Patterns within Pattern-less Sequences
Bradley S. Tice
Advanced Human Design, P.O.Box 3868 Turlock, California 95381 USA
While Kolmogorov complexity, also known as Algorithmic Information Theory, defines a measure of randomness as being pattern-less in a sequence of a binary string, such rubrics come into question when sub-groupings are used as a measure of such patterns in a similar sequence of a binary string. This paper examines such sub-group patterns and finds questions raised about existing measures for a random binary string. PACS Numbers: 89.70tc, 89.20Ff, 89.70tc, 84.40Ua
Qualities of randomness and non-randomness have their origins with the work of von Mises in the area of probability and statistics1. While most experts feel all random probabilities are by nature actually pseudo-random in nature, a sub-field of statistical communication theory, also known as information theory, has developed a standard measure of randomness known as Kolmogorov randomness, also known as Martin-Lof randomness, that was developed in the 1960’s [2,3& 4]. This sub-field of information theory is known as Algorithmic Information Theory5. What makes this measure of randomness, and non-randomness, so distinct is the notion of patterns, and pattern less, sequences of 1’s and 0’s in a string of binary symbols6. In other words, perceptual patterns as seen in a sequence of objects that can be defined as having similar sub-groupings within the body of the sequence that have a frequency, depending on the length of the string, of either regularity, non-randomness, or infrequency, randomness, within the sequence itself7.
In examining the classical notion of a random and non-random set of 1’s and 0’s in two examples of a sequence of binary strings, the pattern verses pattern-less qualities can be examined.
Example #1 is as follows:  and Example #2 is as follows: . It is clear than Example #1 is more patterned than Example #2 in that Example #1 has a balanced sub-groups of three characters, either all 1’s or all 0’s, that have a perceptual regularity. Example #2 is a classical model of a sequence of a random binary string in that the sub-groups, if grouped into like, or similar, characters, either all 1’s or all 0’s like in Example #1, the frequency of the types of characters, either 1’s or 0’s, is different, seven variations of groups as opposed to the five variations in Example #1, as are the subgroups: [(11), (0), (111), (00), (1), (0000), & (11)] from Example #2. While this would support the pattern verses pattern-less model proposed by Kolmogorov complexity, there is a striking result from these two examples, #1 and #2, in that the second, or random, example, Example #2, has a pattern within the sub-groups, that for all perceptual accounts, has distinct qualities that can be used to measure the nature of randomness on a sub-grouped level on examination of a binary string.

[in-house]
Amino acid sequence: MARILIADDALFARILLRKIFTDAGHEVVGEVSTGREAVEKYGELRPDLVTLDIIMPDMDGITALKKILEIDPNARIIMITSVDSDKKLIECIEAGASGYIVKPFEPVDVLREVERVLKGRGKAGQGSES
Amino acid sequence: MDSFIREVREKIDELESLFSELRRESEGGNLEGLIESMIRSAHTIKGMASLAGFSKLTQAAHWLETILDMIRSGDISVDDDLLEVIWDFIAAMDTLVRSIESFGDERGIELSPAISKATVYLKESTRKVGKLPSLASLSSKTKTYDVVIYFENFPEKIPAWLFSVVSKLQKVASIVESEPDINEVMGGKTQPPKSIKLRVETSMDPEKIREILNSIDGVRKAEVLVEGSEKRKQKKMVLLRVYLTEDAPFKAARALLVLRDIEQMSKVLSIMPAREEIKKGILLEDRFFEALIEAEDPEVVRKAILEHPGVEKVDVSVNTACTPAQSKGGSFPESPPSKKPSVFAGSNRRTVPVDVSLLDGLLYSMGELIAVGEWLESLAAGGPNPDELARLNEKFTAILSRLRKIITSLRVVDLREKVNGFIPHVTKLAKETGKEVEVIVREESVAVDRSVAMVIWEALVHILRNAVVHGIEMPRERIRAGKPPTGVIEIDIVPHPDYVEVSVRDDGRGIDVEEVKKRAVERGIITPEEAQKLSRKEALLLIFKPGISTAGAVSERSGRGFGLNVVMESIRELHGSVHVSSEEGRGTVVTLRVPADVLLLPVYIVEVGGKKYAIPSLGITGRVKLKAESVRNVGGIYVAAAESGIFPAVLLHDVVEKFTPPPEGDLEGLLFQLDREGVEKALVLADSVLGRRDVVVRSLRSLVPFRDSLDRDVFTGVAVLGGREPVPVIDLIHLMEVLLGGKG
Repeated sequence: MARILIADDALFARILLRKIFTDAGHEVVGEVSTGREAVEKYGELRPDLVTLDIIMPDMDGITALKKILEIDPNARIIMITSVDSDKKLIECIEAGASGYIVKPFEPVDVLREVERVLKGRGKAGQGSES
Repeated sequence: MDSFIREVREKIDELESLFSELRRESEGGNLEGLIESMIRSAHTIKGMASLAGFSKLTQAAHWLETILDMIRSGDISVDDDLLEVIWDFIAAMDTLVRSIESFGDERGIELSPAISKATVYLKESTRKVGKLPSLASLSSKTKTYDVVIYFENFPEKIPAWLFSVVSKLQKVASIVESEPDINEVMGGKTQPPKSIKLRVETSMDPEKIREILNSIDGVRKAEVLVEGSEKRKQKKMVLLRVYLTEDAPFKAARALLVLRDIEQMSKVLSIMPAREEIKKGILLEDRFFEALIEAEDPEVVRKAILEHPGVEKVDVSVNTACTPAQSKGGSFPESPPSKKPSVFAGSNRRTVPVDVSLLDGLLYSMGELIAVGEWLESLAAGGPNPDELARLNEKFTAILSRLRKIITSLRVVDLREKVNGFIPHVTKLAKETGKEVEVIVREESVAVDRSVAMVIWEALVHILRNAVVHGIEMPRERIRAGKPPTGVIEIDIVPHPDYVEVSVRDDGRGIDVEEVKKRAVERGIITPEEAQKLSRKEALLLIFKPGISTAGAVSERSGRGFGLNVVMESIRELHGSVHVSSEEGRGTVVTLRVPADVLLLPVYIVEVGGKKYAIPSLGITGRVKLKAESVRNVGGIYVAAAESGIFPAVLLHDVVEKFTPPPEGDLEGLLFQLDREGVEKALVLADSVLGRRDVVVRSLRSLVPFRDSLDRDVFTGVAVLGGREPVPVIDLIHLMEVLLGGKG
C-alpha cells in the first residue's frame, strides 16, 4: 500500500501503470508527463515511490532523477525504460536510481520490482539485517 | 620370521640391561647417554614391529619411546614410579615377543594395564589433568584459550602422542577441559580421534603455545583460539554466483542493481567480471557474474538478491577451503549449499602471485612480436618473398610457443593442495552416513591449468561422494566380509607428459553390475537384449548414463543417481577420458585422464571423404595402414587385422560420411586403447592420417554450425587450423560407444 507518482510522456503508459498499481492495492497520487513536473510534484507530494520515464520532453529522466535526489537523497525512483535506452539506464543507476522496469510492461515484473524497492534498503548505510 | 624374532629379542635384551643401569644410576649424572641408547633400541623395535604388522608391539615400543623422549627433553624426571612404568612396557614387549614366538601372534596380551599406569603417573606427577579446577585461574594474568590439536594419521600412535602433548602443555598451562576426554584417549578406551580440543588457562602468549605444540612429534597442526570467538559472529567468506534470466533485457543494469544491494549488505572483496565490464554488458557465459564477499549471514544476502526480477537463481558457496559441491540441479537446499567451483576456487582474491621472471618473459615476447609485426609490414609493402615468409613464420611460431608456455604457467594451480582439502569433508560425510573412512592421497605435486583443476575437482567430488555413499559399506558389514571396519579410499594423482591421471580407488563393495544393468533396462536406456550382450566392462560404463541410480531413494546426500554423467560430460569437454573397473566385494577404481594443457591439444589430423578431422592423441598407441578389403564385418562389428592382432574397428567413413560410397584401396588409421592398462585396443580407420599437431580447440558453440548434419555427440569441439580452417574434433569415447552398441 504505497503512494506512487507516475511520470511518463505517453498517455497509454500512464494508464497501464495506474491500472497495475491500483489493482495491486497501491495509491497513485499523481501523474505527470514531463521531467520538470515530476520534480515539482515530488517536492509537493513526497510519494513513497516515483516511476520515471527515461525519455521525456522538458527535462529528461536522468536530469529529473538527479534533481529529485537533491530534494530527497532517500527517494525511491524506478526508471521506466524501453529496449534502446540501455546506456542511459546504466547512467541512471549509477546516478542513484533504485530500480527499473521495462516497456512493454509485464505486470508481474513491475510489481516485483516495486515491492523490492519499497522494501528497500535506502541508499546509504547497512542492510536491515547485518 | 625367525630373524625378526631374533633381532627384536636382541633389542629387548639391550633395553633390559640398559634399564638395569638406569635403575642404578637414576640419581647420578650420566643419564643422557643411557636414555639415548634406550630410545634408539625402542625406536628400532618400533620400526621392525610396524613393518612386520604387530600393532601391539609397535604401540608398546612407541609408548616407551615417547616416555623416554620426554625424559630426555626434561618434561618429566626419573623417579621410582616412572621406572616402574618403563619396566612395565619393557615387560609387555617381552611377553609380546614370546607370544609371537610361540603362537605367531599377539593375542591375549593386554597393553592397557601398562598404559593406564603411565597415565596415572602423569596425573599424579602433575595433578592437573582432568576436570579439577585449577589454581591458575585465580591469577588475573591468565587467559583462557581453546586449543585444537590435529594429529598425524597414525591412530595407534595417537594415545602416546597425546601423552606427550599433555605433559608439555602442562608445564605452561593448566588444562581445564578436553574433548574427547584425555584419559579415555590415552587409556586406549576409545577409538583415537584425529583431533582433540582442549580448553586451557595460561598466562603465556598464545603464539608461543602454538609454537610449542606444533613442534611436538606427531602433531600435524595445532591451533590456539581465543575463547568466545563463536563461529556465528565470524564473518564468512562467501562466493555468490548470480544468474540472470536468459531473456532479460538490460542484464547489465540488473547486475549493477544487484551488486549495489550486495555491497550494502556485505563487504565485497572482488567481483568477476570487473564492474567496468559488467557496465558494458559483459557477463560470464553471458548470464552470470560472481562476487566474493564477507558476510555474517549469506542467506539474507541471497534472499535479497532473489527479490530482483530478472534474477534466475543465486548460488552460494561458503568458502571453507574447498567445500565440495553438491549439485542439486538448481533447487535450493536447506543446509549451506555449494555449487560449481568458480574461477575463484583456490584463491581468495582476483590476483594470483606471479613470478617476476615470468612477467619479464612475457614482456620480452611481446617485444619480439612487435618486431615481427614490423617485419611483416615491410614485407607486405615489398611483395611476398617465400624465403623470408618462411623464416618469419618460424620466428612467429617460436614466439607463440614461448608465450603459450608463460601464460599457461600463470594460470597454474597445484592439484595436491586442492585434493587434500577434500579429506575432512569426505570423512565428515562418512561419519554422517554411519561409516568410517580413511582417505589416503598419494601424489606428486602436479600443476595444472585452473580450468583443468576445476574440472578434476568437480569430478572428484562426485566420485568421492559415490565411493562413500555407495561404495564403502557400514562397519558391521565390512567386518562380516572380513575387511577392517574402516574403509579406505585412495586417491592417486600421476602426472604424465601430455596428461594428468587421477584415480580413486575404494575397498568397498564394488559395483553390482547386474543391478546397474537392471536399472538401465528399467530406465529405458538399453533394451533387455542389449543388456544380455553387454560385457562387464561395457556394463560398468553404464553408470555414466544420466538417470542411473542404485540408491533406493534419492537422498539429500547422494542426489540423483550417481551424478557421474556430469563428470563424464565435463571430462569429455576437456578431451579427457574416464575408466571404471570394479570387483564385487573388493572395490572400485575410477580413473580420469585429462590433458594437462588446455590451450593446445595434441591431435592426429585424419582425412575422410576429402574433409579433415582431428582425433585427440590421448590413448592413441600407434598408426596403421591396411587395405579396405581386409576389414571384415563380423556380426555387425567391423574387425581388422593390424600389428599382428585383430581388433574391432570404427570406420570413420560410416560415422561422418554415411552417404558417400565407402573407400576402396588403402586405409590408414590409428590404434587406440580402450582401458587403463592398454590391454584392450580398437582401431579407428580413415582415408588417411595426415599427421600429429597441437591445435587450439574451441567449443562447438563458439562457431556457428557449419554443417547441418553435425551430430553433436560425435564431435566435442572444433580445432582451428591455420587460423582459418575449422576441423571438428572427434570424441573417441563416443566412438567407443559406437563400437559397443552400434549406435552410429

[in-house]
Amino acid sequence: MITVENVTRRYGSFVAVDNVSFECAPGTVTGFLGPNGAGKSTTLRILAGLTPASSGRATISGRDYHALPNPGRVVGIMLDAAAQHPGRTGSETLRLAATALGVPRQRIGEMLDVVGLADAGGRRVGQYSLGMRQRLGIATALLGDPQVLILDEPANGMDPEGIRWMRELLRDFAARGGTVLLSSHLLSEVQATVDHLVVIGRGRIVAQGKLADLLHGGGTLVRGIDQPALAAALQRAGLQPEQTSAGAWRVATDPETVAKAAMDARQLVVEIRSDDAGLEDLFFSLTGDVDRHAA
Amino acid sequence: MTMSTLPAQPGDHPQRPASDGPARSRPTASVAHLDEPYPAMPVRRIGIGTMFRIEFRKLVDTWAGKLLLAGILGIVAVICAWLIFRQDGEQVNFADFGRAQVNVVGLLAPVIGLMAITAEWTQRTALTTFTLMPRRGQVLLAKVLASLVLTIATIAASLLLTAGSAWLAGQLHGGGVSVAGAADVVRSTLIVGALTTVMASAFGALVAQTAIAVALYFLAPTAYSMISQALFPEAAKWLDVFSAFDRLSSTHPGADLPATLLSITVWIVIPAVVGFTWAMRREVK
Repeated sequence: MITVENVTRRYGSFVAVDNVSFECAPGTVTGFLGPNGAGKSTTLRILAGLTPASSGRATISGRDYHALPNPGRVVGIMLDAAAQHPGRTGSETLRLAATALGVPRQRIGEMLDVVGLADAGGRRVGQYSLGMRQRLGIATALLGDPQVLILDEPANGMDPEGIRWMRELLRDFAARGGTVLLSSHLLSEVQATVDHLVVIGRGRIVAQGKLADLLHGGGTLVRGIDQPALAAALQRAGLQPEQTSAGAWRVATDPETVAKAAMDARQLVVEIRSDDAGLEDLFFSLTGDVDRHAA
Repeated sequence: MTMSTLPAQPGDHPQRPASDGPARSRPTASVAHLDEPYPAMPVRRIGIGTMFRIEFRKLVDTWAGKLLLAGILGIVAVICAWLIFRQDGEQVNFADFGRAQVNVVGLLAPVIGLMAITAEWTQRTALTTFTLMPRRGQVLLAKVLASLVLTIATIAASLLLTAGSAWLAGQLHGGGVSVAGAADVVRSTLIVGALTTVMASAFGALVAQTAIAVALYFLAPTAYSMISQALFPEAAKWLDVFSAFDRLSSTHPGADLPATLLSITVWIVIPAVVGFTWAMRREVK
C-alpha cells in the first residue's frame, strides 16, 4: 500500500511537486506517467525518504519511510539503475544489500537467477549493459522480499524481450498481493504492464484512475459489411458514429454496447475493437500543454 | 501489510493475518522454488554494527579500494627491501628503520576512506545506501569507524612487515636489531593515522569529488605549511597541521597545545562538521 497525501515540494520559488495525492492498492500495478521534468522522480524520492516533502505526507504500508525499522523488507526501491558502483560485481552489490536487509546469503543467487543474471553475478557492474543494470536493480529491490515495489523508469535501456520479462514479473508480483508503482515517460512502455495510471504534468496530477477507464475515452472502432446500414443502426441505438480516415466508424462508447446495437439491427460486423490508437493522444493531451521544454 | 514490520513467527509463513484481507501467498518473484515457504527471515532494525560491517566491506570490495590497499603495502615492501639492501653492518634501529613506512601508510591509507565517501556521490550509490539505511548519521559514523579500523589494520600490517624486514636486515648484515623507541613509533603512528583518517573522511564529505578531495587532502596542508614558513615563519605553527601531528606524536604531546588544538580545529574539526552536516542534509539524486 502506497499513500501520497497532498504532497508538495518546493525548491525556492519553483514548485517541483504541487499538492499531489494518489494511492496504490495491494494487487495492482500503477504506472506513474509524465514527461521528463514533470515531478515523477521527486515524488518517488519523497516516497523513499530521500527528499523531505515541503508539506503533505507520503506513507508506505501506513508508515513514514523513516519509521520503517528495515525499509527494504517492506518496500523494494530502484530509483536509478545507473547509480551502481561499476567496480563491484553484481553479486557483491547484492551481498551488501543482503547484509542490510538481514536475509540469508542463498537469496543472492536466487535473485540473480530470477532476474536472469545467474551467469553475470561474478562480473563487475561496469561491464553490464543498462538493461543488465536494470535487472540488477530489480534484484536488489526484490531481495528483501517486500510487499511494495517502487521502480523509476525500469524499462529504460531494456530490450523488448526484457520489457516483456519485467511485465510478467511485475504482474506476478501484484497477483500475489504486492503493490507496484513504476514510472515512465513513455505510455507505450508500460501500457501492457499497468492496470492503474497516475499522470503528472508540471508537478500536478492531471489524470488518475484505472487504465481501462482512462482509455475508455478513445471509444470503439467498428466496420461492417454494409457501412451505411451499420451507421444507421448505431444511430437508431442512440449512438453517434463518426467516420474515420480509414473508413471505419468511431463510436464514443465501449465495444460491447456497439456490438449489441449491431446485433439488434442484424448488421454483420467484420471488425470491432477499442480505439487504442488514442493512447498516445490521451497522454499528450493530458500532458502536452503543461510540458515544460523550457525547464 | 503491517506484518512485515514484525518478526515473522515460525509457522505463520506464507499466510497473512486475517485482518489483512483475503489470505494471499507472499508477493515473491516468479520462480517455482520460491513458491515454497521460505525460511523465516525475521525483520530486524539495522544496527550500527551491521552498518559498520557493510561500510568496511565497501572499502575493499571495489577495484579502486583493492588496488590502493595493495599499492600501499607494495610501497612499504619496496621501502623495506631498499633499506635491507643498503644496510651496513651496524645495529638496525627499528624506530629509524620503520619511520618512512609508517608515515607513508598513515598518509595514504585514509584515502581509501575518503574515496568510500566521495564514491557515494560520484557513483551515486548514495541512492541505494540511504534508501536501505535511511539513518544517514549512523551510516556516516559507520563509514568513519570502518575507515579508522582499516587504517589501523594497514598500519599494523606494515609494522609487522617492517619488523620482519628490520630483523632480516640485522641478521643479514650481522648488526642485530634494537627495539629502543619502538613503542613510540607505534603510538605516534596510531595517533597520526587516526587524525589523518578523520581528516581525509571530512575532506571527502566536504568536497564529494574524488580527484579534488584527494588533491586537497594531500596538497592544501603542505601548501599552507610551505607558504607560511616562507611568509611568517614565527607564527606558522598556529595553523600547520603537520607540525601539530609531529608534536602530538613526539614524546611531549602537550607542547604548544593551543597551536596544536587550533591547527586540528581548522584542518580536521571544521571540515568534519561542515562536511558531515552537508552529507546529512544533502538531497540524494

The author has done early work on coding each of the sub-groups and reducing them to a compressed state, and then decompressing them with no loss to either the amount of frequency or number of characters to a sequence of a binary string that would be considered random by Kolmogorov complexity8. Now, while this simple program of compression and decompression by the author is for a future paper, the real interest of this paper is on the sub-groups as they stand without the notion of compression.
The very idea of the notion of a patterned or pattern-less quality as found in the measure of such aspects to the sub-groupings of 1’s and 0’s in a sequence of a binary string has the quality of being a bit vague, in that both Example #1 and Example #2 are patterned, in that they have a frequency and similar character sub-groupings that have a known measure and quality that can be quantified in both examples. This is more than a question of semantics as the very nature of the measure of Kolmogorov complexity is the very fact that it has a perceptual ‘pattern’ to measure the randomness of a sequence of a binary string. In reviewing the literature on the notions of patterns in Kolmogorov complexity/Algorithmic Information Theory the real question arises, which patterns qualify for status as random, especially as a measure in a sequence of a binary string?
1 Knuth, D.E., The Art of Computer Programming: Volume 2 Semi numerical Algorithms (Addison-Wesley Publishers, Reading), 1997, p. 149.
2 Knuth, D.E., The Art of Computer Programming: Volume 2 Semi numerical Programming (Addison-Wesley Publishers, Reading), 1997, p. 169-170.
3 Shannon, C.E., Bell Labs. Tech. Jour. 27, (1948), 379-423 & 623- 656.
4 Li, M. and Vitanyi, P., An Introduction to Kolmogorov Complexity and Its Applications (Springer, New York), 1997, p. 186.
5 M. Ge, The New Encyclopedia Britannica (Encyclopedia Britannica, Chicago), 2005, p.637.
6 Martin-Lof, P., Infor. And Contr., 9.6 (1966), 602-619.
7 Uspensky, V.A., ’An introduction to the theory of kolmogorov complexity’ edited by Watanabe, O. Kolmogorov Complexity and Computational Complexity (Springer-Verlag, Berlin), 1992,p. 87.
8 Tice, B.S., Formal Constraints to Formal Languages (AuthorHouse, Bloomington), in press.